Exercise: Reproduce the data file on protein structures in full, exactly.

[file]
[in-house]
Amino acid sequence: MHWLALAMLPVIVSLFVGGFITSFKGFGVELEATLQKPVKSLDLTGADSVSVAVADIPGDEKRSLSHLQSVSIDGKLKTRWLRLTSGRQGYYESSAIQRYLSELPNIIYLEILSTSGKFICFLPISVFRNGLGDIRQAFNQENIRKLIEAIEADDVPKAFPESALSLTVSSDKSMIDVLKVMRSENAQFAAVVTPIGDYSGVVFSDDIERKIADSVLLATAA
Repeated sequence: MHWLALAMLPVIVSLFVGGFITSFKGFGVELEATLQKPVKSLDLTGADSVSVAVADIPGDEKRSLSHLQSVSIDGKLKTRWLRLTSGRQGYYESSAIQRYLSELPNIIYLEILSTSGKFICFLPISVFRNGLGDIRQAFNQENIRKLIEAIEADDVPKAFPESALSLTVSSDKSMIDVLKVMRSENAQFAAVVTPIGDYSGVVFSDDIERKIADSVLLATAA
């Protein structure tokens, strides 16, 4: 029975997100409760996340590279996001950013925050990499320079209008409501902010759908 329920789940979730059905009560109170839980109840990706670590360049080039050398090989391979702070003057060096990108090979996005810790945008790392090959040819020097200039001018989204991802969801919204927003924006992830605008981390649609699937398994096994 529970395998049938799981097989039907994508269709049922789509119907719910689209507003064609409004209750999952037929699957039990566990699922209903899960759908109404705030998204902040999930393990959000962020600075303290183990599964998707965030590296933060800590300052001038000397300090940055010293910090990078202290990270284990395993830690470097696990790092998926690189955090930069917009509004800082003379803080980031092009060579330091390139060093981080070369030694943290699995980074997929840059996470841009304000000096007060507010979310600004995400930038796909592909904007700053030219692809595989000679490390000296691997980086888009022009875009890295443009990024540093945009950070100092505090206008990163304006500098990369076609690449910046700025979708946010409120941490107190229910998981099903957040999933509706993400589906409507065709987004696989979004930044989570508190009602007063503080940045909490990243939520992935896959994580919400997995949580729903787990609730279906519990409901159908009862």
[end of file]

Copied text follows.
[in-house]
Amino acid sequence: MHWLALAMLPVIVSLFVGGFITSFKGFGVELEATLQKPVKSLDLTGADSVSVAVADIPGDEKRSLSHLQSVSIDGKLKTRWLRLTSGRQGYYESSAIQRYLSELPNIIYLEILSTSGKFICFLPISVFRNGLGDIRQAFNQENIRKLIEAIEADDVPKAFPESALSLTVSSDKSMIDVLKVMRSENAQFAAVVTPIGDYSGVVFSDDIERKIADSVLLATAA
Repeated sequence: MHWLALAMLPVIVSLFVGGFITSFKGFGVELEATLQKPVKSLDLTGADSVSVAVADIPGDEKRSLSHLQSVSIDGKLKTRWLRLTSGRQGYYESSAIQRYLSELPNIIYLEILSTSGKFICFLPISVFRNGLGDIRQAFNQENIRKLIEAIEADDVPKAFPESALSLTVSSDKSMIDVLKVMRSENAQFAAVVTPIGDYSGVVFSDDIERKIADSVLLATAA
């Protein structure tokens, strides 16, 4: 029975997100409760996340590279996001950013925050990499320079209008409501902010759908 329920789940979730059905009560109170839980109840990706670590360049080039050398090989391979702070003057060096990108090979996005810790945008790392090959040819020097200039001018989204991802969801919204927003924006992830605008981390649609699937398994096994 529970395998049938799981097989039907994508269709049922789509119907719910689209507003064609409004209750999952037929699957039990566990699922209903899960759908109404705030998204902040999930393990959000962020600075303290183990599964998707965030590296933060800590300052001038000397300090940055010293910090990078202290990270284990395993830690470097696990790092998926690189955090930069917009509004800082003379803080980031092009060579330091390139060093981080070369030694943290699995980074997929840059996470841009304000000096007060507010979310600004995400930038796909592909904007700053030219692809595989000679490390000296691997980086888009022009875009890295443009990024540093945009950070100092505090206008990163304006500098990369076609690449910046700025979708946010409120941490107190229910998981099903957040999933509706993400589906409507065709987004696989979004930044989570508190009602007063503080940045909490990243939520992935896959994580919400997995949580729903787990609730279906519990409901159908009862």